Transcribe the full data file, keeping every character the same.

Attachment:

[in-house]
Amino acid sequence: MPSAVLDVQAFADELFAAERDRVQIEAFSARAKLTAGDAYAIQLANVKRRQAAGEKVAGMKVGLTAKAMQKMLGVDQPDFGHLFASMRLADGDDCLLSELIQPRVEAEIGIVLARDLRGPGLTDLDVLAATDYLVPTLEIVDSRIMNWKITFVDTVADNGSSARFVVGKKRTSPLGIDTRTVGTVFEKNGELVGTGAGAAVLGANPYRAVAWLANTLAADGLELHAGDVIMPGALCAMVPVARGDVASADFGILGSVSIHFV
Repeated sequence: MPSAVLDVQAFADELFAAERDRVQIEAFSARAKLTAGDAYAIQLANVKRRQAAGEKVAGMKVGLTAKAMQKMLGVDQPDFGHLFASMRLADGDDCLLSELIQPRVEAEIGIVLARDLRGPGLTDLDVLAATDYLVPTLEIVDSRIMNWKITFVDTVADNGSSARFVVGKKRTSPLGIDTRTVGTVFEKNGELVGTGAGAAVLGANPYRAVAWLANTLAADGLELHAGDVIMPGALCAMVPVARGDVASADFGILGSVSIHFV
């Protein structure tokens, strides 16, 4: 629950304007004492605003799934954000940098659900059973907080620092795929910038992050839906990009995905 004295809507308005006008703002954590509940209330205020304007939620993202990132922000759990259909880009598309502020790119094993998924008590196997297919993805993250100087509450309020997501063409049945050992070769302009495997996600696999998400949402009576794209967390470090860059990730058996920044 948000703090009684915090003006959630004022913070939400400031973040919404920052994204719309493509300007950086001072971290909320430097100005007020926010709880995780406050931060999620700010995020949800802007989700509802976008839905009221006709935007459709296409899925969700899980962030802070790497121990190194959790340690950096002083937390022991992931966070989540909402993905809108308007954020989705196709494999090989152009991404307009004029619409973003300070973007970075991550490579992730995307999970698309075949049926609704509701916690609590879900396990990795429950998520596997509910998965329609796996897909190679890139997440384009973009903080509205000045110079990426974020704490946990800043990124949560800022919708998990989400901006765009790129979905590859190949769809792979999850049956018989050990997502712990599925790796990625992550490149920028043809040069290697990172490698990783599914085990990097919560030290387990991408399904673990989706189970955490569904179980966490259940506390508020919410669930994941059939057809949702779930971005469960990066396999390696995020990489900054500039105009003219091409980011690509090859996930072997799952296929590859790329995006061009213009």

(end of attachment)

[in-house]
Amino acid sequence: MPSAVLDVQAFADELFAAERDRVQIEAFSARAKLTAGDAYAIQLANVKRRQAAGEKVAGMKVGLTAKAMQKMLGVDQPDFGHLFASMRLADGDDCLLSELIQPRVEAEIGIVLARDLRGPGLTDLDVLAATDYLVPTLEIVDSRIMNWKITFVDTVADNGSSARFVVGKKRTSPLGIDTRTVGTVFEKNGELVGTGAGAAVLGANPYRAVAWLANTLAADGLELHAGDVIMPGALCAMVPVARGDVASADFGILGSVSIHFV
Repeated sequence: MPSAVLDVQAFADELFAAERDRVQIEAFSARAKLTAGDAYAIQLANVKRRQAAGEKVAGMKVGLTAKAMQKMLGVDQPDFGHLFASMRLADGDDCLLSELIQPRVEAEIGIVLARDLRGPGLTDLDVLAATDYLVPTLEIVDSRIMNWKITFVDTVADNGSSARFVVGKKRTSPLGIDTRTVGTVFEKNGELVGTGAGAAVLGANPYRAVAWLANTLAADGLELHAGDVIMPGALCAMVPVARGDVASADFGILGSVSIHFV
């Protein structure tokens, strides 16, 4: 629950304007004492605003799934954000940098659900059973907080620092795929910038992050839906990009995905 004295809507308005006008703002954590509940209330205020304007939620993202990132922000759990259909880009598309502020790119094993998924008590196997297919993805993250100087509450309020997501063409049945050992070769302009495997996600696999998400949402009576794209967390470090860059990730058996920044 948000703090009684915090003006959630004022913070939400400031973040919404920052994204719309493509300007950086001072971290909320430097100005007020926010709880995780406050931060999620700010995020949800802007989700509802976008839905009221006709935007459709296409899925969700899980962030802070790497121990190194959790340690950096002083937390022991992931966070989540909402993905809108308007954020989705196709494999090989152009991404307009004029619409973003300070973007970075991550490579992730995307999970698309075949049926609704509701916690609590879900396990990795429950998520596997509910998965329609796996897909190679890139997440384009973009903080509205000045110079990426974020704490946990800043990124949560800022919708998990989400901006765009790129979905590859190949769809792979999850049956018989050990997502712990599925790796990625992550490149920028043809040069290697990172490698990783599914085990990097919560030290387990991408399904673990989706189970955490569904179980966490259940506390508020919410669930994941059939057809949702779930971005469960990066396999390696995020990489900054500039105009003219091409980011690509090859996930072997799952296929590859790329995006061009213009």